(one installment in a quick series counting down from 50 to 26!)
JANE WYMAN IN THE BLUE VEIL (1951)
The competition (me – 4 for 5):
Vivien Leigh in A Streetcar Named Desire
Katharine Hepburn in The African Queen
Eleanor Parker in Detective Story
Shelley Winters in A Place in the Sun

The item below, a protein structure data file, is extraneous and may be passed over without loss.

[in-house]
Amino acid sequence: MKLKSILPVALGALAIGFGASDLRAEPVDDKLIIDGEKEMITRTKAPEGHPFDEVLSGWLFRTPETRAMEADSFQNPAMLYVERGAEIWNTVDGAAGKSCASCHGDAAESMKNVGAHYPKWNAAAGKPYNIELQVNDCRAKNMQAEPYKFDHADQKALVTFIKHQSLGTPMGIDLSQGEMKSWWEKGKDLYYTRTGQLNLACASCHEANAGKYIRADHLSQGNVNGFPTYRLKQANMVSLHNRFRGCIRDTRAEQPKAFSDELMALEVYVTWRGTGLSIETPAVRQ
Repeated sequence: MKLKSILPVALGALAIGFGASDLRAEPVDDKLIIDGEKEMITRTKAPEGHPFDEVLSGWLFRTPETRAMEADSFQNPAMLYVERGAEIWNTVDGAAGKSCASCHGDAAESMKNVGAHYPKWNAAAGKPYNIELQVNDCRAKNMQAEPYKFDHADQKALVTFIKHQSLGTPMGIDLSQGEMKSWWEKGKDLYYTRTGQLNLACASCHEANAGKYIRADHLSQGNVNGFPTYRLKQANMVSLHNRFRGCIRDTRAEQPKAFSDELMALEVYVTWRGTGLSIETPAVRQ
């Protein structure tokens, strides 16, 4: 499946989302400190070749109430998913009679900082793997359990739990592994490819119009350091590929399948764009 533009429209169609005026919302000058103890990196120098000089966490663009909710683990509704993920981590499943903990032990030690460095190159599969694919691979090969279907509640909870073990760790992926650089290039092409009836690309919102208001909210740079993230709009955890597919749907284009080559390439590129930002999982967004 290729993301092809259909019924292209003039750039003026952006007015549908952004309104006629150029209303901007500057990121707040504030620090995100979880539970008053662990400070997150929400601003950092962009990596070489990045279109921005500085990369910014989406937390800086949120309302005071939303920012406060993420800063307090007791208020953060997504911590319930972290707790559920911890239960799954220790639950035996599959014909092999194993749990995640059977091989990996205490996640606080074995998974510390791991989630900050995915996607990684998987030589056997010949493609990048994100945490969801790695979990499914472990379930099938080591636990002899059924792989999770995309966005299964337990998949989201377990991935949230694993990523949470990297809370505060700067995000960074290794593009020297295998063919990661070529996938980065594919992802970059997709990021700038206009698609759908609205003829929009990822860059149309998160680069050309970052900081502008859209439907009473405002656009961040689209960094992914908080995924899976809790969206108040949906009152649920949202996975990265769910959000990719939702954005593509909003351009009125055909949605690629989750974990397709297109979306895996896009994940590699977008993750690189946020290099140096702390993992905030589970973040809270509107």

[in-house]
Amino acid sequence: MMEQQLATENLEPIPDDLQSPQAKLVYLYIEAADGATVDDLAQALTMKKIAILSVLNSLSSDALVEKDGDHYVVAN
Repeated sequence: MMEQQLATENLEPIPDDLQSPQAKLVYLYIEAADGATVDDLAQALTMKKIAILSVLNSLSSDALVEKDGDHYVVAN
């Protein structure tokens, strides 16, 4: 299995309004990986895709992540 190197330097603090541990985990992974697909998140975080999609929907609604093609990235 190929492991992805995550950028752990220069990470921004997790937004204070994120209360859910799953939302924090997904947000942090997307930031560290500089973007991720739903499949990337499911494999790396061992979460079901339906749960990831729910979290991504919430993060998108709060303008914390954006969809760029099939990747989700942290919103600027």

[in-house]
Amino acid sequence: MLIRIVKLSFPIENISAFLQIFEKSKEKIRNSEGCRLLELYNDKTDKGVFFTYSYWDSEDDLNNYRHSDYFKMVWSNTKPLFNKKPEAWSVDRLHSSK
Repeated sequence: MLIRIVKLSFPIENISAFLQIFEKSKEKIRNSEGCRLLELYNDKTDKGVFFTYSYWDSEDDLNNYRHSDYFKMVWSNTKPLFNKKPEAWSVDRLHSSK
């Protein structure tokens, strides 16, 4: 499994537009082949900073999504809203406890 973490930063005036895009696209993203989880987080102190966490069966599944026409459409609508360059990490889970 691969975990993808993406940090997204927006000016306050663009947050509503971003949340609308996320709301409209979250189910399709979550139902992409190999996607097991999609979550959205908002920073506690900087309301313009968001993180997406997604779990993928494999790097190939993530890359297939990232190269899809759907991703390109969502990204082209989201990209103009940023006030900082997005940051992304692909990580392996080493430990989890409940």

This was a HARD film to track down, and watching the blurred, ghostly VHS transfer that UCLA had available almost felt like I was watching a film disappearing before my eyes. Yes, the movie does run intermittently on TCM, but working with a compressed time, this was the best I could muster. The film, a remake of a French original, follows Jane as a governess touching the lives of the numerous children in her care–the private life of Mary Poppins, if you will. Some of the subtleties of her performances were lost in the version I saw, but the underlying yearning to become a full mother to these children, precariously kept in check by her self-abjuring resolve, still shone through. While a healthy dose of maternal melodrama is spread throughout the film, Jane doesn’t suffer as abjectly as she does in Johnny Belinda or as exquisitely as in Magnificent Obsession; instead, she works her charms quietly on an impressive range of characters parading through her life (including Charles Laughton, Natalie Wood, and fellow nominee Joan Blondell). For 1951, it’ll be hard to deny the Academy’s choice, Vivien Leigh in A Streetcar Named Desire, but I’m saving the other big heavyweight for the very last (Katharine Hepburn in The African Queen) before I render final judgment.